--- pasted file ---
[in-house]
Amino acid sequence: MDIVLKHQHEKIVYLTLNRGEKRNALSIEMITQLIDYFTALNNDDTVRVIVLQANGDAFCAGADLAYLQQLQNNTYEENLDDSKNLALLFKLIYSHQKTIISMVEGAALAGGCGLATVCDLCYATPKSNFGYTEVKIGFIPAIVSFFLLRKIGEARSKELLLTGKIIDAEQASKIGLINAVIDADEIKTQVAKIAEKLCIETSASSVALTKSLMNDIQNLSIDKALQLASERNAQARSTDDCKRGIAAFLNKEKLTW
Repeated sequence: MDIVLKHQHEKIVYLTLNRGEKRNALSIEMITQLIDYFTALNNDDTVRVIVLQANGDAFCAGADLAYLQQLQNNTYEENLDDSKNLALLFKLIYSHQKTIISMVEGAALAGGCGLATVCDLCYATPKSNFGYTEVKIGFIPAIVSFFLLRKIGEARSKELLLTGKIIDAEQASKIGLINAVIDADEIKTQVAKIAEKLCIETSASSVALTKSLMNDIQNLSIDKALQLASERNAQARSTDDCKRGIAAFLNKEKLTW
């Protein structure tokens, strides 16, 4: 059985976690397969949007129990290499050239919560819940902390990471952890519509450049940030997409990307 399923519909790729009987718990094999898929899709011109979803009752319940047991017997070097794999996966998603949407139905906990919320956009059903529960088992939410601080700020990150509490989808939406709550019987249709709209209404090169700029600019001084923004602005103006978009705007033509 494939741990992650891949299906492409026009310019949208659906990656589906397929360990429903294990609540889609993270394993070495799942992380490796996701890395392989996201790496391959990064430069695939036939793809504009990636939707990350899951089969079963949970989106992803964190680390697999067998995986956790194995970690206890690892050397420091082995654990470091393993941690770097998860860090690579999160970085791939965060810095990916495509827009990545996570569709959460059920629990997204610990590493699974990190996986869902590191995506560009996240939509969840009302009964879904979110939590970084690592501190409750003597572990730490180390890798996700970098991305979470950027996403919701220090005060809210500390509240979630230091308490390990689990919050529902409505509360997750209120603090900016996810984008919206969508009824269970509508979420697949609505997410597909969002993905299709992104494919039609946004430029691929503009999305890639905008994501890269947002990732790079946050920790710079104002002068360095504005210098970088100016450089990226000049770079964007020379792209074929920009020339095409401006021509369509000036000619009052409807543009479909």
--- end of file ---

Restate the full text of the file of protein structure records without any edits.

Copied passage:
[in-house]
Amino acid sequence: MDIVLKHQHEKIVYLTLNRGEKRNALSIEMITQLIDYFTALNNDDTVRVIVLQANGDAFCAGADLAYLQQLQNNTYEENLDDSKNLALLFKLIYSHQKTIISMVEGAALAGGCGLATVCDLCYATPKSNFGYTEVKIGFIPAIVSFFLLRKIGEARSKELLLTGKIIDAEQASKIGLINAVIDADEIKTQVAKIAEKLCIETSASSVALTKSLMNDIQNLSIDKALQLASERNAQARSTDDCKRGIAAFLNKEKLTW
Repeated sequence: MDIVLKHQHEKIVYLTLNRGEKRNALSIEMITQLIDYFTALNNDDTVRVIVLQANGDAFCAGADLAYLQQLQNNTYEENLDDSKNLALLFKLIYSHQKTIISMVEGAALAGGCGLATVCDLCYATPKSNFGYTEVKIGFIPAIVSFFLLRKIGEARSKELLLTGKIIDAEQASKIGLINAVIDADEIKTQVAKIAEKLCIETSASSVALTKSLMNDIQNLSIDKALQLASERNAQARSTDDCKRGIAAFLNKEKLTW
């Protein structure tokens, strides 16, 4: 059985976690397969949007129990290499050239919560819940902390990471952890519509450049940030997409990307 399923519909790729009987718990094999898929899709011109979803009752319940047991017997070097794999996966998603949407139905906990919320956009059903529960088992939410601080700020990150509490989808939406709550019987249709709209209404090169700029600019001084923004602005103006978009705007033509 494939741990992650891949299906492409026009310019949208659906990656589906397929360990429903294990609540889609993270394993070495799942992380490796996701890395392989996201790496391959990064430069695939036939793809504009990636939707990350899951089969079963949970989106992803964190680390697999067998995986956790194995970690206890690892050397420091082995654990470091393993941690770097998860860090690579999160970085791939965060810095990916495509827009990545996570569709959460059920629990997204610990590493699974990190996986869902590191995506560009996240939509969840009302009964879904979110939590970084690592501190409750003597572990730490180390890798996700970098991305979470950027996403919701220090005060809210500390509240979630230091308490390990689990919050529902409505509360997750209120603090900016996810984008919206969508009824269970509508979420697949609505997410597909969002993905299709992104494919039609946004430029691929503009999305890639905008994501890269947002990732790079946050920790710079104002002068360095504005210098970088100016450089990226000049770079964007020379792209074929920009020339095409401006021509369509000036000619009052409807543009479909």